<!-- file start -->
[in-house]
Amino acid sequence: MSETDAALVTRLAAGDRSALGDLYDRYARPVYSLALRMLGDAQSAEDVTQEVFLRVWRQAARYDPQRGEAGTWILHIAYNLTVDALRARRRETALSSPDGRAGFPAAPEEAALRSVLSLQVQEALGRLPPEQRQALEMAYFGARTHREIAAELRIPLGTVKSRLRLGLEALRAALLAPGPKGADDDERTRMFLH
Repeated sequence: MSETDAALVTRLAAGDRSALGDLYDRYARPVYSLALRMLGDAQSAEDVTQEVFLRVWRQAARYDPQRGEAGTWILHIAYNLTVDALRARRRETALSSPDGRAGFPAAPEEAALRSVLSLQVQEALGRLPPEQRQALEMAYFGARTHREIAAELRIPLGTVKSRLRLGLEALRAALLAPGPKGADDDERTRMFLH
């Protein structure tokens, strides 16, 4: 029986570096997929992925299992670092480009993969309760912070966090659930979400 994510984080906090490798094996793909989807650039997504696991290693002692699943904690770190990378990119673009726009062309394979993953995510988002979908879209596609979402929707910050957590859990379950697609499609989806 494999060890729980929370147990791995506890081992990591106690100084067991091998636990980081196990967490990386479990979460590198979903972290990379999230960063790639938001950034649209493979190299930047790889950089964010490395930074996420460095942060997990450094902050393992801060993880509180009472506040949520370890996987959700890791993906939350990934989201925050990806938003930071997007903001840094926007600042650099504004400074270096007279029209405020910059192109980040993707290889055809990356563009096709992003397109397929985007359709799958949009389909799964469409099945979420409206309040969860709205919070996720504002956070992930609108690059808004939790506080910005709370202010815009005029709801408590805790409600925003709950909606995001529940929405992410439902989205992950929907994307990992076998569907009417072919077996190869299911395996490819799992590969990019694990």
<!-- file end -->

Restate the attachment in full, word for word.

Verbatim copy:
[in-house]
Amino acid sequence: MSETDAALVTRLAAGDRSALGDLYDRYARPVYSLALRMLGDAQSAEDVTQEVFLRVWRQAARYDPQRGEAGTWILHIAYNLTVDALRARRRETALSSPDGRAGFPAAPEEAALRSVLSLQVQEALGRLPPEQRQALEMAYFGARTHREIAAELRIPLGTVKSRLRLGLEALRAALLAPGPKGADDDERTRMFLH
Repeated sequence: MSETDAALVTRLAAGDRSALGDLYDRYARPVYSLALRMLGDAQSAEDVTQEVFLRVWRQAARYDPQRGEAGTWILHIAYNLTVDALRARRRETALSSPDGRAGFPAAPEEAALRSVLSLQVQEALGRLPPEQRQALEMAYFGARTHREIAAELRIPLGTVKSRLRLGLEALRAALLAPGPKGADDDERTRMFLH
């Protein structure tokens, strides 16, 4: 029986570096997929992925299992670092480009993969309760912070966090659930979400 994510984080906090490798094996793909989807650039997504696991290693002692699943904690770190990378990119673009726009062309394979993953995510988002979908879209596609979402929707910050957590859990379950697609499609989806 494999060890729980929370147990791995506890081992990591106690100084067991091998636990980081196990967490990386479990979460590198979903972290990379999230960063790639938001950034649209493979190299930047790889950089964010490395930074996420460095942060997990450094902050393992801060993880509180009472506040949520370890996987959700890791993906939350990934989201925050990806938003930071997007903001840094926007600042650099504004400074270096007279029209405020910059192109980040993707290889055809990356563009096709992003397109397929985007359709799958949009389909799964469409099945979420409206309040969860709205919070996720504002956070992930609108690059808004939790506080910005709370202010815009005029709801408590805790409600925003709950909606995001529940929405992410439902989205992950929907994307990992076998569907009417072919077996190869299911395996490819799992590969990019694990």